Wednesday, August 16, 2017

Where To Now Least Supreme Alt-Whites?


theatlantic  |  The rally in Charlottesville illustrated that the umbrella of the alt-right is an effective means to mobilize a highly visible mix of old-school white supremacists and neo-Nazis. Offline, at least, this isn’t the new white nationalism; it’s the old white nationalism as the primary beneficiary of the activity generated by a looser collection of people online.  

Third, the composition of the crowd in Charlottesville shows that there are more potential fracture lines in the alt-right than the optics of white supremacy. Since the 1970s, white nationalism in the United States has been a sectarian affair. White nationalists all generally agree white people should be in charge, but they have many different competing beliefs about why that is the case, and how white rule should be implemented. These differences are not trivial, and for decades they have prevented a broadly concerted campaign of action by white nationalists in America. Charlottesville was an example of how the alt-right umbrella community can muster numbers that Odinists or the KKK alone cannot.

The events scheduled for this coming Saturday—a “free speech” rally in Boston and marches scheduled in nine cities to protest Google’s firing of an employee who wrote a screed against diversity—will help clarify where all the chaotic elements that comprise the alt-right are headed in the near-term future. (The anti-Google protests are slated for Atlanta, Los Angeles, Pittsburgh, Seattle, New York, Washington, Austin, Boston, and Mountain View, California. On Sunday, organizers released a statement condemning violence and insisting that they are “in no way associated with any group who organized” in Charlottesville.)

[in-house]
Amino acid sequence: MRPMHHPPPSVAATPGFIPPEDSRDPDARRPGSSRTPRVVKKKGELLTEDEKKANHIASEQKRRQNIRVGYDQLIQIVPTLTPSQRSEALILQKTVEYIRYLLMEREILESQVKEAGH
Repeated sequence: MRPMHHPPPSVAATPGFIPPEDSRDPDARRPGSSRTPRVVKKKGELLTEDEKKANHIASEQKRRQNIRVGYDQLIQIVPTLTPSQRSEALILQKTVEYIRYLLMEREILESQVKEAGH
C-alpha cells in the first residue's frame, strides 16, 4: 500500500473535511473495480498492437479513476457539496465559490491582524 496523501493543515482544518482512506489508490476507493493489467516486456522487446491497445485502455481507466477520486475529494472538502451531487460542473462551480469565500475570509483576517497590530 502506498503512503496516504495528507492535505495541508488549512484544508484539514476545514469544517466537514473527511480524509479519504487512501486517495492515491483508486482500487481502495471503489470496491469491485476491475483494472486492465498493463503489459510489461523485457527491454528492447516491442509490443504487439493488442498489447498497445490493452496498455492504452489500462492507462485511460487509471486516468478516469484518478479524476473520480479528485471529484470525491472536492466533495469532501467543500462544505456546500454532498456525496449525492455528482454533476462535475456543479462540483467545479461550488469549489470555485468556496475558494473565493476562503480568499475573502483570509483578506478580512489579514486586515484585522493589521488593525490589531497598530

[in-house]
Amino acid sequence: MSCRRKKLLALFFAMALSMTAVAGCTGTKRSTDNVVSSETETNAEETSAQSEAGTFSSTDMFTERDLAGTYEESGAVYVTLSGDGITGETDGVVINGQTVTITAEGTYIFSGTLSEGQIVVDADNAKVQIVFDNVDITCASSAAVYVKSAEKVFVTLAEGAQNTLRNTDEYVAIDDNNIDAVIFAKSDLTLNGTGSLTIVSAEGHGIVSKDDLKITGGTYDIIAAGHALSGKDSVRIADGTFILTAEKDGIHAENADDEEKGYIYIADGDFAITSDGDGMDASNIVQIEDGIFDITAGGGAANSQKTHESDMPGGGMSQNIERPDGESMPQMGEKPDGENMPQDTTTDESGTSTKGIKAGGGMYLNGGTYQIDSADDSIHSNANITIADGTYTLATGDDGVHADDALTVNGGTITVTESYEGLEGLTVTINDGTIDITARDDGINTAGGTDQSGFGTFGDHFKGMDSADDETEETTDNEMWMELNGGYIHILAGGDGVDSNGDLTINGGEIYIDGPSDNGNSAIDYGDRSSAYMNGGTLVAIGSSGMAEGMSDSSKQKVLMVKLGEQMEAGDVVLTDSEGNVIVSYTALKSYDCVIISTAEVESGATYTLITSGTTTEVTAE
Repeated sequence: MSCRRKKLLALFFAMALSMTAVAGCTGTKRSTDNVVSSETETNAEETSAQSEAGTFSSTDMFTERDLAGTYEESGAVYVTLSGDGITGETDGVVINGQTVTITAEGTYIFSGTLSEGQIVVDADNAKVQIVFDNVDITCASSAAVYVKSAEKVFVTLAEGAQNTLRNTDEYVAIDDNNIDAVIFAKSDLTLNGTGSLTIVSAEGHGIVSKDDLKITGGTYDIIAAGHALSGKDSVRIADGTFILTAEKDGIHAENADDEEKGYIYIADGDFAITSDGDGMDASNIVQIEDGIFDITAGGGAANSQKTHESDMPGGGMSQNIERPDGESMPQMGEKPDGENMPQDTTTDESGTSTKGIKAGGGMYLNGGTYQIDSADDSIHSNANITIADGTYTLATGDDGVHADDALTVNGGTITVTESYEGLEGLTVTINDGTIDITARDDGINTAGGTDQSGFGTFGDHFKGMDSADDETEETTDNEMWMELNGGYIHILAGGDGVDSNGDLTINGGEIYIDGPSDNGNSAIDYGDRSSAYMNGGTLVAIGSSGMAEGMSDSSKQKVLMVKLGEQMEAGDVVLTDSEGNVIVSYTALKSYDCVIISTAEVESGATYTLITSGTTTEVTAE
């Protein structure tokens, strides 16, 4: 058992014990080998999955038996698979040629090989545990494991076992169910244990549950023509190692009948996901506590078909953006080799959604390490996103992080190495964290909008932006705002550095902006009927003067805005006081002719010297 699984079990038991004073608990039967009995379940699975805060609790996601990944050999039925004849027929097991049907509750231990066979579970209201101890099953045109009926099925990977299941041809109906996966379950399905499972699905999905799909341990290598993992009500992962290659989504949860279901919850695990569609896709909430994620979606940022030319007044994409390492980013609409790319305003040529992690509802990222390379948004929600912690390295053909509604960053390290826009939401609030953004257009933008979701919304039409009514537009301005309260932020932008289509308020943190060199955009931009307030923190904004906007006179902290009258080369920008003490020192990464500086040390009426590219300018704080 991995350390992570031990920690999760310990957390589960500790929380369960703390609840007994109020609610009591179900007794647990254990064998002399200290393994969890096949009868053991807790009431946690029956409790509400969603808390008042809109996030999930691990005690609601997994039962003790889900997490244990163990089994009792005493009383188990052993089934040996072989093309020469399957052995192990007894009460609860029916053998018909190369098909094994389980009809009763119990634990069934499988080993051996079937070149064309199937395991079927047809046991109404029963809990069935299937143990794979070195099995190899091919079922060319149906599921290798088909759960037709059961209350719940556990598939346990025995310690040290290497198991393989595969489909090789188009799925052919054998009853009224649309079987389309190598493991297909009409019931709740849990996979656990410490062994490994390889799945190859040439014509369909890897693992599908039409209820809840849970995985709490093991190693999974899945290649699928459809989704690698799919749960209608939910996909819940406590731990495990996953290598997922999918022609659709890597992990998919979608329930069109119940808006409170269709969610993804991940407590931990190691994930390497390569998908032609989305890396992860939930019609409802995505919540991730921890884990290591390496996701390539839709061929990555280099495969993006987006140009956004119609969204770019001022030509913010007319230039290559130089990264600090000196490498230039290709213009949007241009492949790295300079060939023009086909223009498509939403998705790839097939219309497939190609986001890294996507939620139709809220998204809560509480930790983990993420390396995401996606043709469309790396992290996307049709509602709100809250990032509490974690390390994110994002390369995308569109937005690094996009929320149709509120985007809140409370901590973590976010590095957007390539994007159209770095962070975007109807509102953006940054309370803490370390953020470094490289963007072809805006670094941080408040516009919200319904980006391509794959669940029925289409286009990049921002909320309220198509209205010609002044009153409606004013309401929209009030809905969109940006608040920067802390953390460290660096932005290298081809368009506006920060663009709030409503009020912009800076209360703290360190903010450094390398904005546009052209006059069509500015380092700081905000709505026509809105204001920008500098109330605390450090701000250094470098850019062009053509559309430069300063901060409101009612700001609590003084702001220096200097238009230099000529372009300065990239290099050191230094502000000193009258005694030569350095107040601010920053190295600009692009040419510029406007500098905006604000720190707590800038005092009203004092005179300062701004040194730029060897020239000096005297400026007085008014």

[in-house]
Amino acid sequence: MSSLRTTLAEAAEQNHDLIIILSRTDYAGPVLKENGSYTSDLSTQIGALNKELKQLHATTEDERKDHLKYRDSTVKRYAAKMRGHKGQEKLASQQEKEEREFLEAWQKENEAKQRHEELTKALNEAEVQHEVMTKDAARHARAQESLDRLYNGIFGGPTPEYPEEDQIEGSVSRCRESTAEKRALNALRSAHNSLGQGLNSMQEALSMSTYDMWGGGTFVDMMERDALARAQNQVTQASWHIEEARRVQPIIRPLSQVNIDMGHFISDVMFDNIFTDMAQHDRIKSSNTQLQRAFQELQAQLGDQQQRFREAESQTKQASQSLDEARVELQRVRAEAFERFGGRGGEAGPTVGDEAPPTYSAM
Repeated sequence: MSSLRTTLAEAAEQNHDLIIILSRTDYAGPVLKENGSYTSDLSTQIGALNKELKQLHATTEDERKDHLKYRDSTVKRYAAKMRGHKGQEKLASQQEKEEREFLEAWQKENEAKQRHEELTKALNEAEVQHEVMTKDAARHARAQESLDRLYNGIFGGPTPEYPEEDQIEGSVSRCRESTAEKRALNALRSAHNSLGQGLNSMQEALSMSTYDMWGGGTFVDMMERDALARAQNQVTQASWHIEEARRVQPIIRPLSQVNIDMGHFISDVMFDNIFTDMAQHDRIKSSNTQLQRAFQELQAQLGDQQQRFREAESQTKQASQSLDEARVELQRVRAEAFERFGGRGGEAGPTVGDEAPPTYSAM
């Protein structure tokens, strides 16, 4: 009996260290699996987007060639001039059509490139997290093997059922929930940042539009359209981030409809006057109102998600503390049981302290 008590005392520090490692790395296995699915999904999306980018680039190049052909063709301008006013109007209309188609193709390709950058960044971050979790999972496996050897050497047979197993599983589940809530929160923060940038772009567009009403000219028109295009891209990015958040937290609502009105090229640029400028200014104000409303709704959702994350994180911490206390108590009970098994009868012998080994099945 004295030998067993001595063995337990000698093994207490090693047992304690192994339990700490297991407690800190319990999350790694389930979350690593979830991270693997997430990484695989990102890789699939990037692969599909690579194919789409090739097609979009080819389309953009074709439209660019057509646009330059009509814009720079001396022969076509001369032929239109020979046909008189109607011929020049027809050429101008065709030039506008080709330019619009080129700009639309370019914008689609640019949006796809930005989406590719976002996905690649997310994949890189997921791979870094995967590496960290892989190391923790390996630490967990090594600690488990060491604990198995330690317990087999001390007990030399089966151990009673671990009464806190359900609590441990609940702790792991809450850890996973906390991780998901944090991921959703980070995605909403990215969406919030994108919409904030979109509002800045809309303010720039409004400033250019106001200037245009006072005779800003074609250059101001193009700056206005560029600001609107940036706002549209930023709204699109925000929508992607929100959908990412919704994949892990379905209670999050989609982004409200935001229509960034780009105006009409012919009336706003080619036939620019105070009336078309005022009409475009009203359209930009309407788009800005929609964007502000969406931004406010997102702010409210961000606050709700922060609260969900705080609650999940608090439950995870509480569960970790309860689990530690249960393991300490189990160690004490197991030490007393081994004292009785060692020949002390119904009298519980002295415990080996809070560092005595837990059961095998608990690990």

Prior to Fields’s attack, Charlottesville was on track to be a clear victory for the alt-right. While attendance of 500 people is a pittance compared to most mainstream political events, it represents a marked upswing from 2016. Simply turning out that many people in one place was an unqualified win.
The fact that few participants sought to conceal their identities was a bold statement about the mainstreaming of white nationalism, which did not go unnoticed during an ominous torch-wielding event the night before the formal rally. Even after the “Unite the Right” rally itself was shut down by authorities as an unlawful assembly in the face of escalating violence, the event was seen as a show of strength.

But the terrorist attack by Fields, who attended the rally alongside a neo-Nazi group known as Vanguard America, was a game-changer. Videos posted online depicted his car accelerating down a street to target a group of pedestrians with devastating effect. The horrifying attack, recorded in graphic detail, sparked a massive national outpouring of outrage and condemnation. When “Unite the Right” organizer Jason Kessler attempted to hold a press conference on Sunday in Charlottesville, he was chased away by a crowd of people shouting “murderer” and “shame.”

The question now is how the alt-right will process the backlash, and an early indicator will be seen in Saturday’s marches and rallies.